Much of what we can identify as Orientalist about the exploitative variety of Indian-influenced composition is that it was based on falsely constructed premises about Indian classical music. Orientalist thought is a body of study in and of itself, made vast by the number and nature of cultural constructs made by colonial powers to represent a culture denied the agency to represent itself. Orientalism is about viewing a culture and its own offspring – art, music, religion – as ideas rather than as fully realized entities (as one would view the offspring of Western cultures). Down this path, basic concepts gleaned from a cursory study of an Eastern music tradition are so often taken solely as useful embellishments for the creation of a purposefully “primitive” sound:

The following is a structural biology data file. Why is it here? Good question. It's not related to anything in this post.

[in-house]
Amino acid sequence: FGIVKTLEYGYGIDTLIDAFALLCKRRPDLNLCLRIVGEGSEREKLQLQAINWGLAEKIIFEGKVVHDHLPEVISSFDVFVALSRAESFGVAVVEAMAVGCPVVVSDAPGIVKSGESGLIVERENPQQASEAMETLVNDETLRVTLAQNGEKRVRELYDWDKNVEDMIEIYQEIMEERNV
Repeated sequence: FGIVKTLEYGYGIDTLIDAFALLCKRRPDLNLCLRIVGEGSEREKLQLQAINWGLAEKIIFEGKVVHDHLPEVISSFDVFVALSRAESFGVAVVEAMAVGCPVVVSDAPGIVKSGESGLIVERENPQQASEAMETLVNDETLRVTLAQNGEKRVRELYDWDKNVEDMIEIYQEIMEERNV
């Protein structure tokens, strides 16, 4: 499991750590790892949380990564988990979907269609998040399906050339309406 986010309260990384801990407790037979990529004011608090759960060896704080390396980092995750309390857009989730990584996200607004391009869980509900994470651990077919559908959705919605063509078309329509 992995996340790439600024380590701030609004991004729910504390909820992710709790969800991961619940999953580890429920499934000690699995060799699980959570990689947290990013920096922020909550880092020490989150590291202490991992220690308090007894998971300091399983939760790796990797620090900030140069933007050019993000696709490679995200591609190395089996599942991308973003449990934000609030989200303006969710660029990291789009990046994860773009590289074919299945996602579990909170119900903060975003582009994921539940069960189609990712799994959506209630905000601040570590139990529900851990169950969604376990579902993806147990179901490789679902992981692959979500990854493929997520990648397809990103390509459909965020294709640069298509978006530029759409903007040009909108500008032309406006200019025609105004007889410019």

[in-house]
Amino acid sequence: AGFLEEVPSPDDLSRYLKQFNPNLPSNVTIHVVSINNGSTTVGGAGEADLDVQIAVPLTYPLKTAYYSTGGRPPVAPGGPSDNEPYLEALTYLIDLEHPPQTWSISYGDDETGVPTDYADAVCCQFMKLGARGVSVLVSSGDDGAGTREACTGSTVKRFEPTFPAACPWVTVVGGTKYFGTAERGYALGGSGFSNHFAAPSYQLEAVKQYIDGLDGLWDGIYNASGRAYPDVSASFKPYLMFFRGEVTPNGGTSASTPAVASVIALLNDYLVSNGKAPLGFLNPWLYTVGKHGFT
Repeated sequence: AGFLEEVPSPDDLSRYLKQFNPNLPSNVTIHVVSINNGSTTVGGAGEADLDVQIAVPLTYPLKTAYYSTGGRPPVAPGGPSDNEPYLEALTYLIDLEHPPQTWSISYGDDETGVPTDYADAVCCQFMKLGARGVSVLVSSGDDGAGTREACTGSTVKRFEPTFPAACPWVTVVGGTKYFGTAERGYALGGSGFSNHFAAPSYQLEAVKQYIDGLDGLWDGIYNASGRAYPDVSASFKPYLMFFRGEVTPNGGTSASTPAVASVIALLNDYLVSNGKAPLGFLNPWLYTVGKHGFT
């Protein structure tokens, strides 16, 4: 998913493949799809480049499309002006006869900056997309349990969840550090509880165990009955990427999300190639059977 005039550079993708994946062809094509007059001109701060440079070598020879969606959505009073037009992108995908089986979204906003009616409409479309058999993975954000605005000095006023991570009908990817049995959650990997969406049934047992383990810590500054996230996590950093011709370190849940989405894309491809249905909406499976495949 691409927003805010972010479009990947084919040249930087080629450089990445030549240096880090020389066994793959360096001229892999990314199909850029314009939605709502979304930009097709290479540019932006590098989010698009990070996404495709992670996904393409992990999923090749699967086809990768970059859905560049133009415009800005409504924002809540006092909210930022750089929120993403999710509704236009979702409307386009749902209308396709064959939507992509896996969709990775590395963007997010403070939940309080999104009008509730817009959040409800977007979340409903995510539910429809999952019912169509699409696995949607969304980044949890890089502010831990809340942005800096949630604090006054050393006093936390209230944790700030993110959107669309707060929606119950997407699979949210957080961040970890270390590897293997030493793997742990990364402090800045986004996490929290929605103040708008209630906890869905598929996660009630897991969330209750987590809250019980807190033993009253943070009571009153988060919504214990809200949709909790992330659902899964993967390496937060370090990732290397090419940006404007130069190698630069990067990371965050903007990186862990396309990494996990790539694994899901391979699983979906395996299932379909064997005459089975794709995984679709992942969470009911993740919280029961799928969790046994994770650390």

“[Henry Cowell] had written long before of the potential utility of nondiatonic, microtonal scales: ‘Successful experiments, and the well-known practice of Oriental music, show that these tones are not beyond the capacity of the human ear…. Sliding tones, based on ever-changing values of pitch. Instead of steady pitches, are sometimes used in music. Such tones are very frequently used in primitive music, and often in Oriental music. …’ Cowell also suggested that the stiff, unyielding rhythms characteristic of Western music might benefit from the nuances of alien input: ‘Not only do nearly all Oriental and primitive peoples use such shades of rhythm, but also our own virtuosi, who instead of playing the notes just as written, often add subtle deviations of their own.’ The proximity of ‘primitive’ and ‘Oriental’ is telling here” (Corbett 166).